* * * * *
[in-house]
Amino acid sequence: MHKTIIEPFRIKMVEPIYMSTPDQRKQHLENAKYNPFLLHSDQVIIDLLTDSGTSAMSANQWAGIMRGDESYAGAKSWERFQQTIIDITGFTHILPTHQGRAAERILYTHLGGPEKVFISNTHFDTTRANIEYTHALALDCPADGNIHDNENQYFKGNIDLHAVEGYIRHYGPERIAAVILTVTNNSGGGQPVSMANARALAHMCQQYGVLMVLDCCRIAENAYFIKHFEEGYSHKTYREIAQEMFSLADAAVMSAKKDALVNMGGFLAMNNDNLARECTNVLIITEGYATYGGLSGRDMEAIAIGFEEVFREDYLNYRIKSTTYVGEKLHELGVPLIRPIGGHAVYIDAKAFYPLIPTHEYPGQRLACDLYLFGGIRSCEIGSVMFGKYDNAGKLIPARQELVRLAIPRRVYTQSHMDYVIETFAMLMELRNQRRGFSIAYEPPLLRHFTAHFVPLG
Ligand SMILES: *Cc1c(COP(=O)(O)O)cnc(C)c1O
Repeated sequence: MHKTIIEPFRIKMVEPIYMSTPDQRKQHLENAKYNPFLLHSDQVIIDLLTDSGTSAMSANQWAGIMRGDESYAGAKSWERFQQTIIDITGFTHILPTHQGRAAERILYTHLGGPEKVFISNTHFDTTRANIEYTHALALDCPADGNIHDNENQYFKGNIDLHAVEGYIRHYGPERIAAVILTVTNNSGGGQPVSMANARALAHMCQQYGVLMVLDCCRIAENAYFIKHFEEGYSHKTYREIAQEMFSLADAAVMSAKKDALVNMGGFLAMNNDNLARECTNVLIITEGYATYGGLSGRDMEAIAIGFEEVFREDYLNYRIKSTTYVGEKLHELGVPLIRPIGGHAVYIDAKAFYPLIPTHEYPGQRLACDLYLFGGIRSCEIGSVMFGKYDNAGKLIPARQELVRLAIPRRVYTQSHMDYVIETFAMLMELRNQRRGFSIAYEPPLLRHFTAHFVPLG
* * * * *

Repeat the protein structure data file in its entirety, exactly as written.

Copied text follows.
[in-house]
Amino acid sequence: MHKTIIEPFRIKMVEPIYMSTPDQRKQHLENAKYNPFLLHSDQVIIDLLTDSGTSAMSANQWAGIMRGDESYAGAKSWERFQQTIIDITGFTHILPTHQGRAAERILYTHLGGPEKVFISNTHFDTTRANIEYTHALALDCPADGNIHDNENQYFKGNIDLHAVEGYIRHYGPERIAAVILTVTNNSGGGQPVSMANARALAHMCQQYGVLMVLDCCRIAENAYFIKHFEEGYSHKTYREIAQEMFSLADAAVMSAKKDALVNMGGFLAMNNDNLARECTNVLIITEGYATYGGLSGRDMEAIAIGFEEVFREDYLNYRIKSTTYVGEKLHELGVPLIRPIGGHAVYIDAKAFYPLIPTHEYPGQRLACDLYLFGGIRSCEIGSVMFGKYDNAGKLIPARQELVRLAIPRRVYTQSHMDYVIETFAMLMELRNQRRGFSIAYEPPLLRHFTAHFVPLG
Ligand SMILES: *Cc1c(COP(=O)(O)O)cnc(C)c1O
Repeated sequence: MHKTIIEPFRIKMVEPIYMSTPDQRKQHLENAKYNPFLLHSDQVIIDLLTDSGTSAMSANQWAGIMRGDESYAGAKSWERFQQTIIDITGFTHILPTHQGRAAERILYTHLGGPEKVFISNTHFDTTRANIEYTHALALDCPADGNIHDNENQYFKGNIDLHAVEGYIRHYGPERIAAVILTVTNNSGGGQPVSMANARALAHMCQQYGVLMVLDCCRIAENAYFIKHFEEGYSHKTYREIAQEMFSLADAAVMSAKKDALVNMGGFLAMNNDNLARECTNVLIITEGYATYGGLSGRDMEAIAIGFEEVFREDYLNYRIKSTTYVGEKLHELGVPLIRPIGGHAVYIDAKAFYPLIPTHEYPGQRLACDLYLFGGIRSCEIGSVMFGKYDNAGKLIPARQELVRLAIPRRVYTQSHMDYVIETFAMLMELRNQRRGFSIAYEPPLLRHFTAHFVPLG